ChatGPT is the fastest-growing software application ever, reaching about 100 million users just two months after launching due to its remarkable ability to generate complex, realistic text.
Educators and students quickly uncovered significant concerns about ChatGPT’s place in a learning environment. These include an increased potential for plagiarism and a tendency for the tool to produce incorrect claims that sound true, such as stating the opposite result of what researchers actually published or producing a wrong math solution.
And yet, the promise of ChatGPT-style systems is greater than its current very real drawbacks. This technology has already shown proficiency in difficult tasks such as synthesis across information domains, writing clear prose and even authoring computer code.
ChatGPT can provide rapid and personalized feedback. And the application is easy for most people to use: try it out here.
Technology Already Being Applied
A new Impact Research survey of K-12 schools reveals that 51% of surveyed educators and a third of students already use ChatGPT in the classroom, with an overwhelming majority stating that it has had a positive impact on their teaching and learning.
In the short term, there are many implications for learning with ChatGPT as it exists today. Chris Piech from Stanford is already using the tool to train teachers to interact with the models to practice their pedagogical moves. “ChatGPT is a bad teacher, but a great student,” Piech says.
Rather than having schools ban the technology like New York City recently did, the education community has an opportunity to guide the development of GPT-style systems.
We can both influence its product management (i.e., which people and tasks are these systems built by and for, and how can we ensure inclusivity?) and its technical development. Specifically, the field requires more high-quality education datasets so that GPT-style models can work for students and teachers.
GPT-style systems will continue to deliver subpar results for education-related tasks if they are not trained on education-specific data, such as teacher-student dialogue or feedback on student work. This is because AI systems learn to reproduce patterns in their training data. So for an AI system to perform well on a task, it must have seen similar tasks before.
But education is one of the wonderfully messy parts of humanity’s experience: it represents complex and always-changing information, mediated through a series of teacher-student and peer relationships.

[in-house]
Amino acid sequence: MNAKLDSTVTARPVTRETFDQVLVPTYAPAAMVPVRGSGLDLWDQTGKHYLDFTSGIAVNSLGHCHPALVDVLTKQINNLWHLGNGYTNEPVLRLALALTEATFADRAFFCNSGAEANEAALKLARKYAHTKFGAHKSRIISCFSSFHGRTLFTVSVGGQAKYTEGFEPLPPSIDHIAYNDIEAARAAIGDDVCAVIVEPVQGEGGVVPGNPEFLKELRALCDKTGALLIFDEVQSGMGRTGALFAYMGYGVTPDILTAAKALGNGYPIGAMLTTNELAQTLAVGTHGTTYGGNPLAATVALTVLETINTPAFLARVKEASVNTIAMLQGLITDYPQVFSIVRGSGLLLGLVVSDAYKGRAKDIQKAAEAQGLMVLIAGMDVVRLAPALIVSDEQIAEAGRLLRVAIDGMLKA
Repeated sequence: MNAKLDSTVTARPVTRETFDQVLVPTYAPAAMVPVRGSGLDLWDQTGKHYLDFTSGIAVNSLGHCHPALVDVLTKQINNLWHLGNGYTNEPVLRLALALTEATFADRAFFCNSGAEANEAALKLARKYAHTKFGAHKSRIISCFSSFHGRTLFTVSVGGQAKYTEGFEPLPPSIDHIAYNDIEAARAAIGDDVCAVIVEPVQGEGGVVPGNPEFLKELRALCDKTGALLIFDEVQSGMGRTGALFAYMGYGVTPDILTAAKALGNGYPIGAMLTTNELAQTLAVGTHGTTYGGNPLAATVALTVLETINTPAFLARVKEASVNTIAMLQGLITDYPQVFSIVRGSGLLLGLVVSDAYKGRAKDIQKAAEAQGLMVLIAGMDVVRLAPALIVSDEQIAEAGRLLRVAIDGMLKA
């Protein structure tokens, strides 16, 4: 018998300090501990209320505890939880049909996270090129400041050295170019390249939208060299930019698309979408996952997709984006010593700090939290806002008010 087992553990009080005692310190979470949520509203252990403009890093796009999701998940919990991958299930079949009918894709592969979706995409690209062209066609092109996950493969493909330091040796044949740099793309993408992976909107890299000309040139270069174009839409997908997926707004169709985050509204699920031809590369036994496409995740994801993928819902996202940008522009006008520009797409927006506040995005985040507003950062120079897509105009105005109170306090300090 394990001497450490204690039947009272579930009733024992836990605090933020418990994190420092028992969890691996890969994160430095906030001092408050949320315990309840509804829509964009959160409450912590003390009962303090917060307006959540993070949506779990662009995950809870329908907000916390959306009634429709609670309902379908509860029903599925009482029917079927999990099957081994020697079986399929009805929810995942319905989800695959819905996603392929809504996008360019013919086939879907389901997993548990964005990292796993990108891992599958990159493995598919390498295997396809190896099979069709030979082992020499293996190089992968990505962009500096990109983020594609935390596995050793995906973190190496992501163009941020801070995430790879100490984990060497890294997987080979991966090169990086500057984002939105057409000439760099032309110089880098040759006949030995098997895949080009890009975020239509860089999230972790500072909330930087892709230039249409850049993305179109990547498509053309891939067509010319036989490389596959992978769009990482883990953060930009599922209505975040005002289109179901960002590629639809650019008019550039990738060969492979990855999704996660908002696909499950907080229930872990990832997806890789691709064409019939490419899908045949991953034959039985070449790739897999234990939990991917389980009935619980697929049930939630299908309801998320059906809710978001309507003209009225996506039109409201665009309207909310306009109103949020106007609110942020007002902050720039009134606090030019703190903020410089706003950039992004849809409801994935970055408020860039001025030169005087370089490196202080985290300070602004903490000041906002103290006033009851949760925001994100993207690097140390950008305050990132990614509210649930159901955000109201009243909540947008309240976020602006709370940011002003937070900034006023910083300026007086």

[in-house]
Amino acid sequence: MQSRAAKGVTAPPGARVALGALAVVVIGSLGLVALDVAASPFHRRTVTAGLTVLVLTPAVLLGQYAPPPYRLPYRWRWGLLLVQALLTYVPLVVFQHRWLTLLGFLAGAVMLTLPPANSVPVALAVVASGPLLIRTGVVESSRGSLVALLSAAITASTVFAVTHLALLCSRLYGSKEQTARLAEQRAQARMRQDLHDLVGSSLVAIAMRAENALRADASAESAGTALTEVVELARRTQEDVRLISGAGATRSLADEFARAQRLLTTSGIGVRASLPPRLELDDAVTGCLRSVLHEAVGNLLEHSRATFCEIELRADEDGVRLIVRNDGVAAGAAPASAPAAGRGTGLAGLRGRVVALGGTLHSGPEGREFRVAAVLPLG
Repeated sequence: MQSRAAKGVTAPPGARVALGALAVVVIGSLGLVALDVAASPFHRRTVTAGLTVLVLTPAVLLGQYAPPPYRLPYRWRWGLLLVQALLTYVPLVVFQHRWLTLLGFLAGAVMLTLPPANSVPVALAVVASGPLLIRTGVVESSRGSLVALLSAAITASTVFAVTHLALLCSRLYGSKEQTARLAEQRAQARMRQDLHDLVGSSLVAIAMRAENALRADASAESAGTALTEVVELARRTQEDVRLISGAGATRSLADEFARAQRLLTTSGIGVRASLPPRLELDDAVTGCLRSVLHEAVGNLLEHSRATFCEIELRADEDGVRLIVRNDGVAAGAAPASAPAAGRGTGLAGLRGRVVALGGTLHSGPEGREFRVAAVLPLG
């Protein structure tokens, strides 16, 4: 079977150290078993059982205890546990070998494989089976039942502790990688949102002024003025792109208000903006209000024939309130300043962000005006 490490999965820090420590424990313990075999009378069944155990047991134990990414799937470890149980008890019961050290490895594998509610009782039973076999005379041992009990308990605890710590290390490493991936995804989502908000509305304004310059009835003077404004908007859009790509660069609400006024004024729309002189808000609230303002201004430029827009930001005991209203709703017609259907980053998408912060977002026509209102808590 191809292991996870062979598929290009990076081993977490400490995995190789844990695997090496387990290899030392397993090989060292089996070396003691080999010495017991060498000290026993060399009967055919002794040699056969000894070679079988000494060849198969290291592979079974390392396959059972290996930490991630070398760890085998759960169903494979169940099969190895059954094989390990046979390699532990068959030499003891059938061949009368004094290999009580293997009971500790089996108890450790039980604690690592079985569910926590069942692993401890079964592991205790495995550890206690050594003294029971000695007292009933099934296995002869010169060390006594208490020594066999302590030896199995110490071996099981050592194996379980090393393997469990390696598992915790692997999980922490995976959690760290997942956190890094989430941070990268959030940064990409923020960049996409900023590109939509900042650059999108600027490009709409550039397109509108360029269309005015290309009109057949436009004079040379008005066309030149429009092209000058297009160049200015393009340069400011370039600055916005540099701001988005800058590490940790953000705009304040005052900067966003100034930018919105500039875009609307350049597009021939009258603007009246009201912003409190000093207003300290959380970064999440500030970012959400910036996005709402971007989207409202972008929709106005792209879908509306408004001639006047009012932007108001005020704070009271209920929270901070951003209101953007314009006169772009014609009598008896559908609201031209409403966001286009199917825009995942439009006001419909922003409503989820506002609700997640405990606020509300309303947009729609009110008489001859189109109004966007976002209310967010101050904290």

Education is highly contextual: interventions and curricula work differently for different teachers and learners at different times. Data for AI systems should therefore carefully describe real education contexts, actions, and outcomes.
For instance, for a GPT-style system to work well for middle school math education, it needs more exposure to real middle school math curricula and learning objectives, concepts and misconceptions, useful pedagogical strategies and real student outcomes on a variety of important measures.
Supporting ChatGPT with Dataset Generation
To address these needs, the education field should support open-source datasets that are designed for large statistical systems. Not only will domain-specific training data help improve the performance of these models in an educational context, but open-source data will also catalyze research and development efforts for the entire learning science and education field. “Data as a public good” efforts allow everyone to make progress on critical education technology systems, not just the big tech companies.
One recent example is the “Feedback Prize: English Language Learners” project led by expert Scott Crossley. This project curated a dataset of essays written by English language learners and used AI to determine the level of English proficiency in student writing.
The project crowdsourced solutions on Kaggle, a leading data science platform. This example allows AI systems to better understand how school writing differs among students with different language proficiencies: a concept so central that it has its own office in the U.S. Department of Education.
At Schmidt Futures, we’re supporting efforts like high-quality dataset generation to help make breakthrough progress on key challenges such as significantly improving the rate of middle school math learning. This is a fundamental moment for the education community to play a role in guiding AI progress toward the most important needs of teachers and learners.
Just as slide rules became calculators, which became personal computers, which then gave us operating systems and the internet – now foundational to our educational experiences – new computing technologies like AI systems can provide significant educational opportunities. We just need to give them the data to do so.